Recep Baydemir1, Duygu Kurt Gök2, Şeyma Benli1, Murat Gültekin3, Mehmet Fatih Yetkin1, Elçin Balcı4

1Erciyes University Faculty of Medicine, Department of Neurology, Kayseri, Türkiye
2Kayseri City Hospital, Clinic of Neurology, Kayseri, Türkiye
3Atlas University Medicine Hospital, Clinic of Neurology, Istanbul, Türkiye
4Erciyes University Faculty of Medicine, Department of Public Health, Kayseri, Türkiye

Keywords: Migraine, pharmacy technician, public health


Objective: A limited number of studies focus on pharmacy technicians (PT) and their knowledge level regarding migraines. The present study aimed to determine their level of awareness and knowledge regarding migraines and migraine treatment.

Materials and Methods: This cross-sectional study was conducted at Erciyes University Faculty of Medicine in Kayseri, Türkiye. It was conducted from February 2019 to May 2019 and completed with the participation of 324 PTs (75.8% response rate). Forms containing questions about the diagnosis of migraines, the characteristics, and the treatments were administered to the PTs in person and then evaluated by a neurologist.

Results: The ratio of PTs who knew of a drug therapy that reduced migraine attacks was 10.2%. Most PTs (85.2%) had no training in migraine treatment and obtained knowledge from their work experience. Ninety-one participants (28.1%) recommended medication to patients who visited the pharmacy due to headaches. When asked about the drug they recommend for migraines, 29.6% suggested ergotamine, 26.9% suggested analgesics, and 15.7% suggested triptans.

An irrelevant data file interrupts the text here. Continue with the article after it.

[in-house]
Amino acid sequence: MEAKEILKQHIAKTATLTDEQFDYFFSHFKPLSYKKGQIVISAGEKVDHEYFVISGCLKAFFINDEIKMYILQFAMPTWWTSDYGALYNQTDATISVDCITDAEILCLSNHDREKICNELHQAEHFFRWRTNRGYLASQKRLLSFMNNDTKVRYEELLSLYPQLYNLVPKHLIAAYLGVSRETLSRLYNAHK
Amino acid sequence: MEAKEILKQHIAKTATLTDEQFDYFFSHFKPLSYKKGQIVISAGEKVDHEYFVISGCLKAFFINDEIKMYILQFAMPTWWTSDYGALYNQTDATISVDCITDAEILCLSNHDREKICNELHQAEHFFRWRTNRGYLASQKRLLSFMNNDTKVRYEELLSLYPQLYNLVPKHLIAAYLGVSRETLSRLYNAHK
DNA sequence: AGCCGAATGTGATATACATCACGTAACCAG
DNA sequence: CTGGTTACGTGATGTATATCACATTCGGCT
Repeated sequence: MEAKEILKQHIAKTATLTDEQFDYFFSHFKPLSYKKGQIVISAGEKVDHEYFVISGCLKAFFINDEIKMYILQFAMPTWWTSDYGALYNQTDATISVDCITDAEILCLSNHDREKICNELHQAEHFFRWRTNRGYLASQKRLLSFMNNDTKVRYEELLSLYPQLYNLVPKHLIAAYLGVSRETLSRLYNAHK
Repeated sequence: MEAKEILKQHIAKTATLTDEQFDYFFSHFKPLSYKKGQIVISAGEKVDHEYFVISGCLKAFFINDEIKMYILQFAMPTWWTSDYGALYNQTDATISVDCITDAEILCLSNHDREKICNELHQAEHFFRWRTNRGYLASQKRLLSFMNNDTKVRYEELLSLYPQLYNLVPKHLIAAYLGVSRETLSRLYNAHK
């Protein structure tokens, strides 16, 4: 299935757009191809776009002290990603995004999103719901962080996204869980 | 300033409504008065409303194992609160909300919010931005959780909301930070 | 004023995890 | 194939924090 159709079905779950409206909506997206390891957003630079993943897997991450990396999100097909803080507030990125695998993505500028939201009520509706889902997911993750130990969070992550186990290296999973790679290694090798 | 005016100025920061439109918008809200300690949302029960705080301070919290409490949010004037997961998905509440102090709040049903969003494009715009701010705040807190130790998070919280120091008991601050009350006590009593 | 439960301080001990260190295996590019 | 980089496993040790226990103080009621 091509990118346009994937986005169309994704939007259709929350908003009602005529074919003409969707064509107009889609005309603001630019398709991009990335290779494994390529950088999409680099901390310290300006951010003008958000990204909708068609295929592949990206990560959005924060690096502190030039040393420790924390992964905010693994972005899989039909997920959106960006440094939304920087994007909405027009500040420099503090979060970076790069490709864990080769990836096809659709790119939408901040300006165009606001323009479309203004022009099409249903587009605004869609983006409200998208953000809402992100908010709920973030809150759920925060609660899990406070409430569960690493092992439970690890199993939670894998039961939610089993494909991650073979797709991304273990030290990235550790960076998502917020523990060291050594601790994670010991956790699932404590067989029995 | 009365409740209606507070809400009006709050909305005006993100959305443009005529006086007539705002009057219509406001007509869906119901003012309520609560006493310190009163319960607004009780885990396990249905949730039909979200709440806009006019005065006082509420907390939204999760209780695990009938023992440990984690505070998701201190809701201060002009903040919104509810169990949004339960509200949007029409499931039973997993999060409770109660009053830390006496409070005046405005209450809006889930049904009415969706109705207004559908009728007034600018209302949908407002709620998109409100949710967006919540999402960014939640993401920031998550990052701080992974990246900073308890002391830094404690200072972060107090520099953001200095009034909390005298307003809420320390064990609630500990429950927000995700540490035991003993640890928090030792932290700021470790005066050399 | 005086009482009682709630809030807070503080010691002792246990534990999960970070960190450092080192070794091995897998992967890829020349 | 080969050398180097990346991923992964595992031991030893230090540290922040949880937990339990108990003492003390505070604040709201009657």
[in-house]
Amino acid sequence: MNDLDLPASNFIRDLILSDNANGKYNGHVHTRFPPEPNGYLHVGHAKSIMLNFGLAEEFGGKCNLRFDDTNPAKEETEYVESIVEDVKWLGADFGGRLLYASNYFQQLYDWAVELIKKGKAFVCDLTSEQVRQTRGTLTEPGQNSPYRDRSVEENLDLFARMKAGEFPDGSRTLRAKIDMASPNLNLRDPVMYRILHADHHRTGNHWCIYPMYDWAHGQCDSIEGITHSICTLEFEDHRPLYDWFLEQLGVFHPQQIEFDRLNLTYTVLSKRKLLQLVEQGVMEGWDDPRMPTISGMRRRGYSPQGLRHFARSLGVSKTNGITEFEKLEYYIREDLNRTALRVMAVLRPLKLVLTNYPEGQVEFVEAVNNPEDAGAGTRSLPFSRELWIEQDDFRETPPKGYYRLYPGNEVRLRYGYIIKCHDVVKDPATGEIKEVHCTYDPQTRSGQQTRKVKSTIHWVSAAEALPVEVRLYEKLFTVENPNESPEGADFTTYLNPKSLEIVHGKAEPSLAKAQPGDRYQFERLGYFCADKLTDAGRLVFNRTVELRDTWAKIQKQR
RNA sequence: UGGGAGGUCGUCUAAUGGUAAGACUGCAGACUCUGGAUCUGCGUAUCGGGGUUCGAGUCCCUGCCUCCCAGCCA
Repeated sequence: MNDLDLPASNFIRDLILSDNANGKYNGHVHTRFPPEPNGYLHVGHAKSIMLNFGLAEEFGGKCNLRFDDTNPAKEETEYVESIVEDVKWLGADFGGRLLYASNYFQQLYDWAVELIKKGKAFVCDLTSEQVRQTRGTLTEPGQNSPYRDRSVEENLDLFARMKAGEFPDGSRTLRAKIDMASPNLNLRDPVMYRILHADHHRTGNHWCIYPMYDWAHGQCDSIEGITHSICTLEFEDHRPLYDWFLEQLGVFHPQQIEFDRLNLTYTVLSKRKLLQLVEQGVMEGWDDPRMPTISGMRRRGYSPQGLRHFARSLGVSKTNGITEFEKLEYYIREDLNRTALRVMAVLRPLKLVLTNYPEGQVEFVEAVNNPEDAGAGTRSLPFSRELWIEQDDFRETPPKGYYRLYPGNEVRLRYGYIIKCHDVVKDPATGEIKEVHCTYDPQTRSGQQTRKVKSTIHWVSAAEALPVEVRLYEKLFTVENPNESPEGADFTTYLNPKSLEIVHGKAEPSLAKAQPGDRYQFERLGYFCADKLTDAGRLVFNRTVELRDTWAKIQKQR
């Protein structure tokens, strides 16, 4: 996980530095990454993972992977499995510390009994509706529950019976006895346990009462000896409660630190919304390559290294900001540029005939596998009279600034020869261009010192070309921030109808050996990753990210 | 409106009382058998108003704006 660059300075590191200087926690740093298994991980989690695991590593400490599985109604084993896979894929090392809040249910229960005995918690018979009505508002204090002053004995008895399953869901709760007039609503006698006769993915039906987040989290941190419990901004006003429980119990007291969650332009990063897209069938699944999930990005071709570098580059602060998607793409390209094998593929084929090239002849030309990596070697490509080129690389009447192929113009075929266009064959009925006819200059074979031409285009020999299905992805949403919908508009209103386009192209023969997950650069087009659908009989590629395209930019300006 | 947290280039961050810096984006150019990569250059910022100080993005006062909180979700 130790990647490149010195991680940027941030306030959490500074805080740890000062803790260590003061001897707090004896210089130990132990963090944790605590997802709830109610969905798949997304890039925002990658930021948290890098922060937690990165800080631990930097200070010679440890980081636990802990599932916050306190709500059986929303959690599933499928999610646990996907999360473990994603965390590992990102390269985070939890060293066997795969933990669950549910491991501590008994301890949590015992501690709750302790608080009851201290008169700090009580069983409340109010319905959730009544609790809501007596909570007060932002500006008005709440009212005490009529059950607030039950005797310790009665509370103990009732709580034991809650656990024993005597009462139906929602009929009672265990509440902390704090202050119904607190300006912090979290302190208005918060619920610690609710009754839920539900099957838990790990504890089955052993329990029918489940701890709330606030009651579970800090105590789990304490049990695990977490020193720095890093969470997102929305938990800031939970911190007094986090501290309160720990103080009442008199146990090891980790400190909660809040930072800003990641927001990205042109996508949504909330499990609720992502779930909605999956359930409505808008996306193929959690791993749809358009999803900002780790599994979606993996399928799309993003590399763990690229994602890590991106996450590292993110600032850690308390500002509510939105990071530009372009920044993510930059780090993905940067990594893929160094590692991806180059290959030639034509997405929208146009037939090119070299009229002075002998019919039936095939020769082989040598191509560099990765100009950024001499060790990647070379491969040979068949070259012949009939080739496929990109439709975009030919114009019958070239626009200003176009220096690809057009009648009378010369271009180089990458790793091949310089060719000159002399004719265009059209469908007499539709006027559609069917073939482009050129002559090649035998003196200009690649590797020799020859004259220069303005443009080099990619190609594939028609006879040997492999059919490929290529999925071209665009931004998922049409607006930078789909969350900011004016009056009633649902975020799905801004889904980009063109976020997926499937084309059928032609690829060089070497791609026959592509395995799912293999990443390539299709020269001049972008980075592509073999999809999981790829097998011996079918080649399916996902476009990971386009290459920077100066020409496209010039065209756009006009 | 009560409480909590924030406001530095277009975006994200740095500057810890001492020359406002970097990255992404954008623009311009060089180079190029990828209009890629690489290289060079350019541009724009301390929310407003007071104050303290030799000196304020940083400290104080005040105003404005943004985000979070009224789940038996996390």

Conclusion: The results of this study revealed that PTs working in pharmacies that support primary care services might not have sufficient awareness and knowledge about migraine treatments, and appropriate training should be provided on this subject.


Migraines are estimated to have a prevalence of about 12.0% in the general population and constitute a significant health problem that impairs quality of life (1). They are the second most common headache type among primary headaches, in which genetic and environmental factors are influential. Migraine headaches are characterized by a moderate to severe headache, which often is one-sided, pulsatile, increases with effort, and is accompanied by one or more symptoms such as nausea, vomiting, photophobia, or phonophobia. Different neurological, gastrointestinal, and autonomic changes may also be present along with the headache (2).